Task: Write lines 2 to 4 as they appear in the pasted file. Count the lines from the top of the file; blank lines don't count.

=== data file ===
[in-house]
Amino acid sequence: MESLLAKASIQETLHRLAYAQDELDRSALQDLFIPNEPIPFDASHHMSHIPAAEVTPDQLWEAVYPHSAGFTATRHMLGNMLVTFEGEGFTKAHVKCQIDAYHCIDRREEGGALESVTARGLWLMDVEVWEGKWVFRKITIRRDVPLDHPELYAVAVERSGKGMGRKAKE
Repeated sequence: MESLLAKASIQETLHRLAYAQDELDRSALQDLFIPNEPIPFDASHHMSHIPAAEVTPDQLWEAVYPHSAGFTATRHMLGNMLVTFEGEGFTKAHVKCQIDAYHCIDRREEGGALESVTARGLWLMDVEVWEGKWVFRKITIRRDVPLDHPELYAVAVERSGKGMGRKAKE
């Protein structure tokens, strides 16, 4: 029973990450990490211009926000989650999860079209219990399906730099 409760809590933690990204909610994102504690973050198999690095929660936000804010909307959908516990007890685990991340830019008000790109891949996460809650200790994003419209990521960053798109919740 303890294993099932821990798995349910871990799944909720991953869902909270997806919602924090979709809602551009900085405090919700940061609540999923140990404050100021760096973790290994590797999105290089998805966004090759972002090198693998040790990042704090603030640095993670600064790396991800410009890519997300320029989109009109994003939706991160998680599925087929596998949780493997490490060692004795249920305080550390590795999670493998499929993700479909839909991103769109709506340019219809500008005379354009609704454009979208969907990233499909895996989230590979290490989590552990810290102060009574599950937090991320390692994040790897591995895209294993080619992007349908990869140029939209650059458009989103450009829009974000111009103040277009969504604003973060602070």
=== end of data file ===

Amino acid sequence: MESLLAKASIQETLHRLAYAQDELDRSALQDLFIPNEPIPFDASHHMSHIPAAEVTPDQLWEAVYPHSAGFTATRHMLGNMLVTFEGEGFTKAHVKCQIDAYHCIDRREEGGALESVTARGLWLMDVEVWEGKWVFRKITIRRDVPLDHPELYAVAVERSGKGMGRKAKE
Repeated sequence: MESLLAKASIQETLHRLAYAQDELDRSALQDLFIPNEPIPFDASHHMSHIPAAEVTPDQLWEAVYPHSAGFTATRHMLGNMLVTFEGEGFTKAHVKCQIDAYHCIDRREEGGALESVTARGLWLMDVEVWEGKWVFRKITIRRDVPLDHPELYAVAVERSGKGMGRKAKE
């Protein structure tokens, strides 16, 4: 029973990450990490211009926000989650999860079209219990399906730099 409760809590933690990204909610994102504690973050198999690095929660936000804010909307959908516990007890685990991340830019008000790109891949996460809650200790994003419209990521960053798109919740 303890294993099932821990798995349910871990799944909720991953869902909270997806919602924090979709809602551009900085405090919700940061609540999923140990404050100021760096973790290994590797999105290089998805966004090759972002090198693998040790990042704090603030640095993670600064790396991800410009890519997300320029989109009109994003939706991160998680599925087929596998949780493997490490060692004795249920305080550390590795999670493998499929993700479909839909991103769109709506340019219809500008005379354009609704454009979208969907990233499909895996989230590979290490989590552990810290102060009574599950937090991320390692994040790897591995895209294993080619992007349908990869140029939209650059458009989103450009829009974000111009103040277009969504604003973060602070």